Sir F. Chook, Inventor of Leopard Oil

Likeness captured upon a daguerrotype machine in Japan, July 1891


Wherein the Author reflects upon certain topical & personal issues of the Day.

Making Monarchs Out Of Molehills

Penned upon the 12th of July, 2008

A rare political post! I don’t do too many these days. I’ve been thinking, though, about what legitimates power. The answer, in Australia, certainly, is probably compliance with the four European political ideologies – democracy, liberalism, socialism, conservatism. A legitimate government must comply with the wishes of the masses, it must respect the freedom of the individual, it must maintain a general quality of life, and it must keep the public order.

The problem is obvious: those who desire power treat this as a game, and and achieve some of the above – or cultivate the appearance of achieving them – as a means to deny others power; including those who could very well manage their stake of the public order on their own, thank you. To paraphrase Lawrence Ferlingetti, power rises, like anything that’s hot.

Now, in the specific Australian context, we have the monarch as the head of state, via a raft of traditions, constitutional technicalities and the Governor General. I’m not a monarchist (which has surprised some) but my understanding of the monarch’s legitimacy post-Divine Right is this: for the real dedicated monarchists, the monarch represents a moral exemplar, an avatar of the nation who sets the standard. For the more cynical sorts, the monarch is a reassuring figure of continuity – an image to hang on to in times of other social uncertainties.

This all seems a bit silly to me, but there are a couple of roles the monarch can play that I approve of. One serves to defuse one of the problems with the parliamentary system. Parliaments are notionally intended to represent the people through delegates divided by region. In practice, though, they form majority blocks which elect leaders who hold a great deal of power – the parties, the PM and the Cabinet. This, incidentally, is largely thanks to Irish reform leader Parnell – one of the many methods his Home Rulers instituted which caught on.

There are some parliaments which aren’t so centralised, and they do tend to often form stalemates – no-one’s prepared to comprimise their interests, so nothing gets done. The system of letting the executive favour some interests and sacrifice others, though, with Whips to ensure their will is done, does seem to be the band-aid which blunts the scalpel – it stops the bickering but also stops the bickering’s evolution towards consensus.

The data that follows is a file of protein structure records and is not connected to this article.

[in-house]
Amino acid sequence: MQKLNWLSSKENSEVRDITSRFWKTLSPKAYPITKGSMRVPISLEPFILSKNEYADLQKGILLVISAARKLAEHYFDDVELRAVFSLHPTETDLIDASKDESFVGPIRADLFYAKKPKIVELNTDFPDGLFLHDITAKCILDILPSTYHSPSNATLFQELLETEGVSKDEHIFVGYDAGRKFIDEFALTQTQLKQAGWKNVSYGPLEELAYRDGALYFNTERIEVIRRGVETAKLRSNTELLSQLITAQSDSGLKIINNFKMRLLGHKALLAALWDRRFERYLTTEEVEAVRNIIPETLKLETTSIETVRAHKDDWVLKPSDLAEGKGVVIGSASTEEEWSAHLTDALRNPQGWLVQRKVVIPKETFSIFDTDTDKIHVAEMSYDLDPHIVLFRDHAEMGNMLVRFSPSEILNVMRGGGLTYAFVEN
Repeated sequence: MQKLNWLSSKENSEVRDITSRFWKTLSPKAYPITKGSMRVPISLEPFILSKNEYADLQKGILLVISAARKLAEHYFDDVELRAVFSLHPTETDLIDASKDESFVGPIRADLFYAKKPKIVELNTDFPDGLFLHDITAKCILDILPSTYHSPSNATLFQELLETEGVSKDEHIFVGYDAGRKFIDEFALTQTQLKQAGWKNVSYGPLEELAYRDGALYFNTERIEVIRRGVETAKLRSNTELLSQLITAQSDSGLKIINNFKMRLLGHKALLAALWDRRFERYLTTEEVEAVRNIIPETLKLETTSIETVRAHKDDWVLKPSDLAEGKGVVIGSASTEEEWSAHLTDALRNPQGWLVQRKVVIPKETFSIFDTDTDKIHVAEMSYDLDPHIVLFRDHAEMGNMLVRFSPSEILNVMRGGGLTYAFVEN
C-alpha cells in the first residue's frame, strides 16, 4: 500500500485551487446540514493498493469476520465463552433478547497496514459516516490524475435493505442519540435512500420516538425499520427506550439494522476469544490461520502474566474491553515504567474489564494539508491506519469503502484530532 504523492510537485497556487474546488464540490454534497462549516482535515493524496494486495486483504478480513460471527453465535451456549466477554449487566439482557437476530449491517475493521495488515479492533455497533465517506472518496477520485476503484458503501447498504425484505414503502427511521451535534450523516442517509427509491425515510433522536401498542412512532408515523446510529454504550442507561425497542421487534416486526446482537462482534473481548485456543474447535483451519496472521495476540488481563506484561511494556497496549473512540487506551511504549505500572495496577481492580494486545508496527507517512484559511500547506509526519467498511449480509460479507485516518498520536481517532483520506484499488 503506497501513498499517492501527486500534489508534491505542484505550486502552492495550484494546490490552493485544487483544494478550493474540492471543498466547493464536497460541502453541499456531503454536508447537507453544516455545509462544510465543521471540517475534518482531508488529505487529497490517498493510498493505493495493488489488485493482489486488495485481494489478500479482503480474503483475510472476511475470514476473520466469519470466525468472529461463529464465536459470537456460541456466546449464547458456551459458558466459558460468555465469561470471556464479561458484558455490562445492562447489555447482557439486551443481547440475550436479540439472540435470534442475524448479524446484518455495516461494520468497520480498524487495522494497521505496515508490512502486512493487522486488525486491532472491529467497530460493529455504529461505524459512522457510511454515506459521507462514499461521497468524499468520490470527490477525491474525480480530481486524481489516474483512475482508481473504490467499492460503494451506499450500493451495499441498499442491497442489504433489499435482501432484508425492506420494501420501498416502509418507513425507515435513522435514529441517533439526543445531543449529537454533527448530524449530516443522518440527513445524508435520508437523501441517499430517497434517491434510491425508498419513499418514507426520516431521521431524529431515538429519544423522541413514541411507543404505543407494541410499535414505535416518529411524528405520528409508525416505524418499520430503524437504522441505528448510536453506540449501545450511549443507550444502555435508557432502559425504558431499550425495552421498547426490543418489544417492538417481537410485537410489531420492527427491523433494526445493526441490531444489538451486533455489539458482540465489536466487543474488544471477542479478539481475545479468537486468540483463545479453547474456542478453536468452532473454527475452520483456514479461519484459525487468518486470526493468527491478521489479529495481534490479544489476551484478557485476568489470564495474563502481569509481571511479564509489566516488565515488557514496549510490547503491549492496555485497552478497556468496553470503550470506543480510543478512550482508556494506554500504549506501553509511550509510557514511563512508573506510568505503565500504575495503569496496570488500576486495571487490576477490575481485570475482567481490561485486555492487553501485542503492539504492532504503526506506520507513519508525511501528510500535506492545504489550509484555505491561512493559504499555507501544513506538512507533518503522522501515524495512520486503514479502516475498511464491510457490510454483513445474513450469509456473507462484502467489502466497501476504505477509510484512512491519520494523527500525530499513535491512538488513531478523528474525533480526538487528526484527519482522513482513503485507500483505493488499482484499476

Now, in systems such as the American-style presidential one, this problem is amplified. The head of state has power over the legislative, not only through party procedure, but through voting power. The sting in the tail, though, is that the president, being directly elected and the face of the state, tends to attract the greatest public interest. Presidential elections draw enormous attention and come to characterise the public understanding of the entire political system. That’s not good for democracy.

Even in systems where the president is largely a figurehead, the role can get a lot of undue attention – it was the big sticking point in Australia’s republican referendum. A monarch doesn’t have this problem – they’re born into the role, they don’t act like a politician so people don’t expect them to have power they don’t, and they let the public focus more on the legislative. Ideally, the monarch could even serve not as a moral leader but as a social interpreter and advocate.

I admit I’m a little biased in saying this, simply because I think HRH Prince Charles, apparently heir, seems like rather a decent fellow. He’s studied humanities and languages, he writes and paints, he’s rocked a few traditions and he’s supported causes which otherwise might not have got the attention they deserve. He’s rather the thinking soul’s philanthropist – supporting beautiful and functional urban design, many environmental reforms, sustainable economics and organic agriculture, the preservation of traditional skills and cultures, mystic philosophy and life choices for urban youth. Among other things. The dude has credibility. When he gets the throne, well, as Lady Tanah put it, it’ll be like being an unbeliever whose local bishop is really, really nice. Not coming from the same place you’re coming from, but going to the same place you’re going to, sort of thing.

He also looks smashing in a double-breasted suit, and, I hear, is chums with Stephen Fry. That alone gets you many points indeed. Have a look at some of his initiatives here. Now, I’ll stop rambling – it’s just that, after eleven years of PM Howard, the thought of the head of the “Accounting for Sustainability Project” being our head of state is like kicking your way to the surface after a terrible shipwreck, lungs burning, to find a fruity sauvignon blanc and a plate of fresh baked goods balanced perfectly on a piece of flotsam.

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